$20 Swingarm Stand for the SV

Doug Roever

After purchasing my almost-new SV, I quickly realize that I needed a means to elevate the back wheel for chain cleaning and rear wheel maintenance.  Like several others who have posted ideas on SVrider.com site, I didn't want to spend the roughly $80 that a commercially available swingarm stand costs.

So, while wandering through Home Depot one day, it occurred to me that a bunch of sections of 3/4" iron pipe (the type used for household gas lines, etc., which has a fairly heavy wall, and tapered thread (NPT) ends on it) might be assembled tinker-toy style to create a relatively inexpensive, sturdy (if not lightweight) swingarm stand.  I took a few basic measurements, and  then sketched out my idea, and went to the home supply store.  The following is my bill of material for the stand:

Ref. Number

Description (all 3/4" iron pipe)

Quantity

1

3/4 x 3/4 Tee

2

2

2 1/2" Nipple / pipe

2

3

Cap

2

4

12" pipe

2

5

45 degree elbow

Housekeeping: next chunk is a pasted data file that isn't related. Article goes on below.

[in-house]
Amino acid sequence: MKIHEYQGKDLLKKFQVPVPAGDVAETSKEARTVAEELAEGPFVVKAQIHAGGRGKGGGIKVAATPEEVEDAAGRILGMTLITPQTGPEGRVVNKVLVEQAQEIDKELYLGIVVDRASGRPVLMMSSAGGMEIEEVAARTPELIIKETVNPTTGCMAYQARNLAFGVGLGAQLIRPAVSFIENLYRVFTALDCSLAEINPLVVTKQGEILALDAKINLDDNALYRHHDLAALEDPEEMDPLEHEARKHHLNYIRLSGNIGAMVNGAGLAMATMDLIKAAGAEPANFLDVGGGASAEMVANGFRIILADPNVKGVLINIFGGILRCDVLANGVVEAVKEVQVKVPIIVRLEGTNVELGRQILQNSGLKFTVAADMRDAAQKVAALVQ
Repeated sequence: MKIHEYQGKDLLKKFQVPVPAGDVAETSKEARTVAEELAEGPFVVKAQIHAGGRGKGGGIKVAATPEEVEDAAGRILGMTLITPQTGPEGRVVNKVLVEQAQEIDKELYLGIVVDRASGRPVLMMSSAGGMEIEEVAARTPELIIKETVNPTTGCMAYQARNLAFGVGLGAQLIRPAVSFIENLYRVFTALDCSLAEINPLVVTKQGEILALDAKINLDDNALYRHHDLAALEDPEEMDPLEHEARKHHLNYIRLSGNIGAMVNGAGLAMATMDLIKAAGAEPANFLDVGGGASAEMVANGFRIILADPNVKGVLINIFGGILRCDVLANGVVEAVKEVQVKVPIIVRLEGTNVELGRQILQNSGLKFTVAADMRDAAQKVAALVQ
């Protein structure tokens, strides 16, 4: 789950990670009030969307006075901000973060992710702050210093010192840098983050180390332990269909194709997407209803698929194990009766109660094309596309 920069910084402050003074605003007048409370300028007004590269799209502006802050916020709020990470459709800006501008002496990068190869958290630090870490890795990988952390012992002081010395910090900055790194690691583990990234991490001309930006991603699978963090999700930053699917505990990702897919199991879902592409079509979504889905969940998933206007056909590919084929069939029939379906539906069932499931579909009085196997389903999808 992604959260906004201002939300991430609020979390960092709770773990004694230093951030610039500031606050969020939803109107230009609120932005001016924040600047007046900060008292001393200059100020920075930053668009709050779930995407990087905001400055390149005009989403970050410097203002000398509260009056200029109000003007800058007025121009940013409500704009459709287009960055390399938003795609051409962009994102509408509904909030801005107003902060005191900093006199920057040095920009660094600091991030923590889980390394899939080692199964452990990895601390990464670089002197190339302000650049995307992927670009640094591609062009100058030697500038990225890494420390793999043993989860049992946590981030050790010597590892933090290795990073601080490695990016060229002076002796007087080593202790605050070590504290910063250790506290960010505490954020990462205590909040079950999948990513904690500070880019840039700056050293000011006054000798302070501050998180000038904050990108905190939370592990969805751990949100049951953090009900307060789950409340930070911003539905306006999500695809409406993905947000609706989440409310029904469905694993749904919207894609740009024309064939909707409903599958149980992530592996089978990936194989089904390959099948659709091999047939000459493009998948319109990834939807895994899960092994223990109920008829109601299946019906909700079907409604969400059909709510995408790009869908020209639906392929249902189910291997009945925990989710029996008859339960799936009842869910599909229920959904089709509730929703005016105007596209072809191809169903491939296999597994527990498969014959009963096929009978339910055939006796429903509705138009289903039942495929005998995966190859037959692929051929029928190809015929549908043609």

2

6

10" pipe

2

7

90 degree elbow

2

8

10" pipe

2

9

12" pipe

1

10

8mm-1.0 x 3" hex bolts

2

11

8mm-1.25 hex nuts

2

The photo below shows the various parts labelled:

Creator: PolyViewÆ Version 3.53 by Polybytes

Quality: 75

Not shown in this picture are the 8mm bolts and nuts, which thread into the spool mounts on the swingarm.  The notches in the uprights (8) in the photo receive the bolts threaded fully into the spool mounts.

Basically this stand goes together tinker-toy style, with the following notes:

The 8mm bolts and nuts are installed into the swingarm spool mounts as shown in the following photo:

Creator: PolyViewÆ Version 3.53 by Polybytes

Quality: 75

With the 2 1/2" pipes as component numbers (2), the rear wheel ends up about 1 1/2" off of the garage floor.   The next photo shows the SV up on the stand:

Creator: PolyViewÆ Version 3.53 by Polybytes

Quality: 75

The bike is quite stable on the stand, it it takes perhaps a 20-30 pound push to lift the bike up and over center.  It will be more stable once the joints are welded in place.

From the back, it looks something like this:

Creator: PolyViewÆ Version 3.53 by Polybytes

Quality: 75

Finally, for the usual disclaimer (credit goes to Wayne Mock for the verbage from his swingarm pivot stand writeup):

NOTE - PLEASE USE CAUTION WHEN USING THIS LIFT/STAND. YOU ARE DEALING WITH A 400 POUND MOTORCYCLE THAT CAN CAUSE MUCH DAMAGE TO PEOPLE/PROPERTY IF IT FALLS. I WOULD SUGGEST HAVING A STRONG FRIEND CLOSE BY THE FIRST TIME YOU USE THIS STAND, JUST IN CASE. I MAKE NO GUARANTEES REGARDING THE STRENGTH/SUITABILITY OF THIS STAND FOR YOUR USE. I HAVE ONLY DESCRIBED THE CONSTRUCTION OF A STAND THAT WORKS FOR ME.